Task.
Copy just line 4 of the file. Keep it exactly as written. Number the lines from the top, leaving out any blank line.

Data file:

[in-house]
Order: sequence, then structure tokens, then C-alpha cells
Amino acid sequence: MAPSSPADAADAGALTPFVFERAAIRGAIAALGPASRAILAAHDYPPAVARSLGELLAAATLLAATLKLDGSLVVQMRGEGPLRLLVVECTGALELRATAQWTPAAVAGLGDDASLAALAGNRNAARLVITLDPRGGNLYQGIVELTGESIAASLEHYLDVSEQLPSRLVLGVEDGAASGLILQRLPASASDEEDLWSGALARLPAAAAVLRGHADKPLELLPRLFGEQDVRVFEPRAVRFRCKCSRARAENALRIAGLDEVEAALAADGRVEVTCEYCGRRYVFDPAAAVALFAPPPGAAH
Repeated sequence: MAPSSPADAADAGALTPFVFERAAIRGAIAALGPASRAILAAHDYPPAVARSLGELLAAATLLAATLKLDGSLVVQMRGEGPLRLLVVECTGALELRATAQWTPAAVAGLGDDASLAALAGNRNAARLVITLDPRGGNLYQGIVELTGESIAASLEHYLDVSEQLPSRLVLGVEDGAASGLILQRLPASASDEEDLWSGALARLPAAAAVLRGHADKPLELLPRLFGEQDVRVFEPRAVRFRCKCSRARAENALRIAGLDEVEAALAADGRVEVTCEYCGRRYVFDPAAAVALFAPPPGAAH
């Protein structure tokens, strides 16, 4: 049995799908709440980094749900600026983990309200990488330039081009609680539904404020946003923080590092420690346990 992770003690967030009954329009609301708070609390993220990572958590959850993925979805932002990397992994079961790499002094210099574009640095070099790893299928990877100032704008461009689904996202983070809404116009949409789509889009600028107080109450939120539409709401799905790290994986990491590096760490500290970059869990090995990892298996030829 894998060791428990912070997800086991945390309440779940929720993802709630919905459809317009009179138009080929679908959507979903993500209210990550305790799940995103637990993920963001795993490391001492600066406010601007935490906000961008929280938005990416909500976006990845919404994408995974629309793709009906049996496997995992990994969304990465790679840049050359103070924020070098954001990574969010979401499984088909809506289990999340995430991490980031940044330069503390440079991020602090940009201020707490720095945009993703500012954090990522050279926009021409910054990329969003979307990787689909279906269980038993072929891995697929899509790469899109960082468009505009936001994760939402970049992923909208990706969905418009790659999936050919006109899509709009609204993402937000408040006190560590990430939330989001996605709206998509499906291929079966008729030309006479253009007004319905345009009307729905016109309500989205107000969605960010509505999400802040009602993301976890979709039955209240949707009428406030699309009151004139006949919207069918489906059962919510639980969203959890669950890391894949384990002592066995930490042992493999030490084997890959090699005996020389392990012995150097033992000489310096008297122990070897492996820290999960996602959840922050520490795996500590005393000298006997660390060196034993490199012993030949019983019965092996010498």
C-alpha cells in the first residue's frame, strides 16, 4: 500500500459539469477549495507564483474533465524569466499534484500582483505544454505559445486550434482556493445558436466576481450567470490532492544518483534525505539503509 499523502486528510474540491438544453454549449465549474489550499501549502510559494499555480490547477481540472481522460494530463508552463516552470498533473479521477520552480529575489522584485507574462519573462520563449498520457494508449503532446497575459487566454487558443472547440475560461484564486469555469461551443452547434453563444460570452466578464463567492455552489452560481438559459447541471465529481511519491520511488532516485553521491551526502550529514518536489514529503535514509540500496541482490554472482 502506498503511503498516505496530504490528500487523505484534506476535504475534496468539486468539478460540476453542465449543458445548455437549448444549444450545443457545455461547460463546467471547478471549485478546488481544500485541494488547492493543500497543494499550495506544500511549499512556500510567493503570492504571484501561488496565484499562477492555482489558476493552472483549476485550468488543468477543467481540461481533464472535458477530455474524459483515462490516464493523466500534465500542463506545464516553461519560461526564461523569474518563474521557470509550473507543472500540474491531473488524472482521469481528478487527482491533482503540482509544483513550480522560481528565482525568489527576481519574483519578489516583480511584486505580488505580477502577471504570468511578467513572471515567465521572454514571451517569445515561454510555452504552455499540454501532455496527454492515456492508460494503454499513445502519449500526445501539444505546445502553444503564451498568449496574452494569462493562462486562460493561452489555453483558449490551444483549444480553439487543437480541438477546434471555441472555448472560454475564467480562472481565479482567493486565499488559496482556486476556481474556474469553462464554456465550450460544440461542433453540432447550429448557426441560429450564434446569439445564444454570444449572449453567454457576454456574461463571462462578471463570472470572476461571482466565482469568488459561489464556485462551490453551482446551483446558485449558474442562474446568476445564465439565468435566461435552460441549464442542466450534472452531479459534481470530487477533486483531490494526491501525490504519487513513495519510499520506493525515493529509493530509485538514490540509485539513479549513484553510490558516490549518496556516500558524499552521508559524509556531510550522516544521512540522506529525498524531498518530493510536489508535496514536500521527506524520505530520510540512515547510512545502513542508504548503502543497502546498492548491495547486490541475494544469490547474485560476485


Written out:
Repeated sequence: MAPSSPADAADAGALTPFVFERAAIRGAIAALGPASRAILAAHDYPPAVARSLGELLAAATLLAATLKLDGSLVVQMRGEGPLRLLVVECTGALELRATAQWTPAAVAGLGDDASLAALAGNRNAARLVITLDPRGGNLYQGIVELTGESIAASLEHYLDVSEQLPSRLVLGVEDGAASGLILQRLPASASDEEDLWSGALARLPAAAAVLRGHADKPLELLPRLFGEQDVRVFEPRAVRFRCKCSRARAENALRIAGLDEVEAALAADGRVEVTCEYCGRRYVFDPAAAVALFAPPPGAAH